Osborne the builder
Osborne the builderReuters

If anybody had doubts that the financial winds in Europe were changing direction following the French election, along came British Chancellor of the Exchequer George Osborne to demonstrate that the deficit hawks - who were determined to get their country's financial house in order - have, since the French elections, been beating a retreat to embrace growth.

Of course, the Chancellor will not admit that he is performing a U-turn, but the change of policy is accompanied by triumphalist tones "Britain's credibility has been hard won and involved difficult decisions, so I want to make sure its benefits are passed on to the whole economy,".

In plain English, the government can increase spending to stimulate stagnant employment precisely because of the success of the austerity.

Osborne was accompanied by the Chief Treasury Secretary Danny Alexander of the Liberal Democrat party in order to demonstrate that predictions of the coalition's unraveling are very much premature. Osborne also secured the blessings of the Governor of the Bank of England. Mervyn King. to underline the financial soundness of the policy.

Another way of evading the charge of profligate spending is the magic word "infrastructure". Infrastructure has long been regarded as the safest haven for deficit spending, because it is designed to make a country more competitive and less wasteful of human resources. The country that invests in infrastructure is expected to recoup its investment handsomely. This depends on whether the new or modernized infrastructures are really needed.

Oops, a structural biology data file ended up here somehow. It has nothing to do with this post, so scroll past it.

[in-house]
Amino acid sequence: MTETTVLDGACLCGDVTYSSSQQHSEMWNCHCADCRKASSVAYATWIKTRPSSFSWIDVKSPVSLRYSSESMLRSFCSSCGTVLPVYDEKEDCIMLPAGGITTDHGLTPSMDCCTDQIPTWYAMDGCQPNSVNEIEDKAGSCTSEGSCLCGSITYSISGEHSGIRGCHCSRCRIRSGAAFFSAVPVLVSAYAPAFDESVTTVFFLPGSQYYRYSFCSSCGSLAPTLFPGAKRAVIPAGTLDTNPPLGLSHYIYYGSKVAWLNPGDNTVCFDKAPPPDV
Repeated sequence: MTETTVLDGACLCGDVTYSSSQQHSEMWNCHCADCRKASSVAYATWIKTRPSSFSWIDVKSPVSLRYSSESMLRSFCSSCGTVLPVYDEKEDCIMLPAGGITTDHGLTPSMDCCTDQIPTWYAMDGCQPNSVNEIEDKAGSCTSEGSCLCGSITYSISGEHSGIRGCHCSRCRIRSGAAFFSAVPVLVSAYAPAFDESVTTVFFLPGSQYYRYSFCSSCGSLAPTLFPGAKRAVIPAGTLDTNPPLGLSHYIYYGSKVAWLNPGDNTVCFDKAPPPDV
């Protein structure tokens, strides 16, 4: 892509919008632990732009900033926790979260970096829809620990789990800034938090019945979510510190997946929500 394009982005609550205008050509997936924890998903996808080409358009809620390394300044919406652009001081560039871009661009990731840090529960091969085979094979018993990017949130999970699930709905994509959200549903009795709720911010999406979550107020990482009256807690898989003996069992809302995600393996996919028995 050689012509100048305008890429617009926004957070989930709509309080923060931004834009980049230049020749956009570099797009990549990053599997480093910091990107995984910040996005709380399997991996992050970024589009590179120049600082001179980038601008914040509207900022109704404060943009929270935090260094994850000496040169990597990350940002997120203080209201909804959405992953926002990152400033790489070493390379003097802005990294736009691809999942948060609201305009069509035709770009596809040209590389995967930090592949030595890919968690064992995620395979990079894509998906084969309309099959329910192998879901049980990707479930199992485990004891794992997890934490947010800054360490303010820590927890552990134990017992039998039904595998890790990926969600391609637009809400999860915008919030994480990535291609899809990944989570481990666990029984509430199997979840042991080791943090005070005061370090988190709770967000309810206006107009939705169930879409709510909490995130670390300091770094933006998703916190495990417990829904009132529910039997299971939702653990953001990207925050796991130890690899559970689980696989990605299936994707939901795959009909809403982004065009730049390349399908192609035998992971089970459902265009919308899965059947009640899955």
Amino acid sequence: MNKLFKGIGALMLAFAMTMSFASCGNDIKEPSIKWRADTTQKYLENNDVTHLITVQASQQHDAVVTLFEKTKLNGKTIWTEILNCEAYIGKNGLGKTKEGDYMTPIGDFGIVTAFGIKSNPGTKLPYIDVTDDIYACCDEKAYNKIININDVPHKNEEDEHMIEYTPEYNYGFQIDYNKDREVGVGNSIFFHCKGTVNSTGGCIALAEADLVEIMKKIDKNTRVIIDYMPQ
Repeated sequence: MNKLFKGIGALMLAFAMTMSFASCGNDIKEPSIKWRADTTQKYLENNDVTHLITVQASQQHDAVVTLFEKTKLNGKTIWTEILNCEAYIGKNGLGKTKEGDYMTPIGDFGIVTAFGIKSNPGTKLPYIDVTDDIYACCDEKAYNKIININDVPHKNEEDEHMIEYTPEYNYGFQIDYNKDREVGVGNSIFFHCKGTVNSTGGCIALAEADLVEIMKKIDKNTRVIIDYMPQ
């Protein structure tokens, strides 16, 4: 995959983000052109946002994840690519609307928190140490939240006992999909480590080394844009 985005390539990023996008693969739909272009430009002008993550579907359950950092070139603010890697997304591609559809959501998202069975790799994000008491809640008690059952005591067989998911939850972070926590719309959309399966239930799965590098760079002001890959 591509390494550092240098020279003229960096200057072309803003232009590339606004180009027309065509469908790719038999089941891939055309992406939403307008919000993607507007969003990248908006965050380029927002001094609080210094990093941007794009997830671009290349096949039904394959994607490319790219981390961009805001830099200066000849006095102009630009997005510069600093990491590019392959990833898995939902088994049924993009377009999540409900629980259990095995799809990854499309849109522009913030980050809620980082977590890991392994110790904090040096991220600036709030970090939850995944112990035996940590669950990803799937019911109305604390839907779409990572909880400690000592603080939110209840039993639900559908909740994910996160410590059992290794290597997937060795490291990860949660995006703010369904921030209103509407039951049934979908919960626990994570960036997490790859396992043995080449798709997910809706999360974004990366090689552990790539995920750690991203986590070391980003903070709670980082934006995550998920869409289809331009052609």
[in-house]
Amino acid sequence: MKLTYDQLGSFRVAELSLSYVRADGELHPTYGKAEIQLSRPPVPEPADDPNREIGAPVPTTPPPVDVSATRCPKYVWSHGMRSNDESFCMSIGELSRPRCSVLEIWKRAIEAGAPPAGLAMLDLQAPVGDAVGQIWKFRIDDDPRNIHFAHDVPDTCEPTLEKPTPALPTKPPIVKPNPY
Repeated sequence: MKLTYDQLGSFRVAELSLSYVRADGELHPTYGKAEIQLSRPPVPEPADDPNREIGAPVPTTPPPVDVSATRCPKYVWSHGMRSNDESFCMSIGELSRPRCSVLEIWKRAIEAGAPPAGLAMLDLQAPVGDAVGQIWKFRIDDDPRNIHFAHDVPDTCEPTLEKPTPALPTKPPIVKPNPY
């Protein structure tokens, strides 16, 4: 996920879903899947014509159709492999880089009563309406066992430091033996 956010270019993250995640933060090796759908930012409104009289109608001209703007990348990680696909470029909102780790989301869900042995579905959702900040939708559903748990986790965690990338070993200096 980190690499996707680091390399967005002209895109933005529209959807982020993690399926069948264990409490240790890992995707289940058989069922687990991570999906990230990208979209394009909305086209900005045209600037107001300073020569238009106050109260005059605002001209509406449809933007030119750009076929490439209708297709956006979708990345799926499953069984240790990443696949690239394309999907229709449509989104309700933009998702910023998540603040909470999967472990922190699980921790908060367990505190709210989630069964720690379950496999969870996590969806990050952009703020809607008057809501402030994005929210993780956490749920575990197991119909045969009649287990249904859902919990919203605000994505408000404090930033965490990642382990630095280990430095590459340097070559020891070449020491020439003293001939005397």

Japan is a case in point, where the government invested hugely in infrastructures, for example, building bullet train extensions to remote agricultural areas. This won the government the gratitude and financial support in elections of the contractors and the rural districts, but saddled Japan with a huge debt burden.

Barack Obama has also talked infrastructure and particularly large railroad projects, but so far critics have blocked the implementation of these plans.

Labour, which for the first time since the elections is rated by the voters the more competent party on the economy, responded that the U-turn was too little and too late:

"With Britain in a double-dip recession because of the Chancellor’s failed policies, anything which helps to get the economy moving again is welcome. But these proposals do not go far enough…And they will not reverse the damage done by two years of deep cuts to long-term projects like house building and the school building programme which have seen a collapse in the construction sector."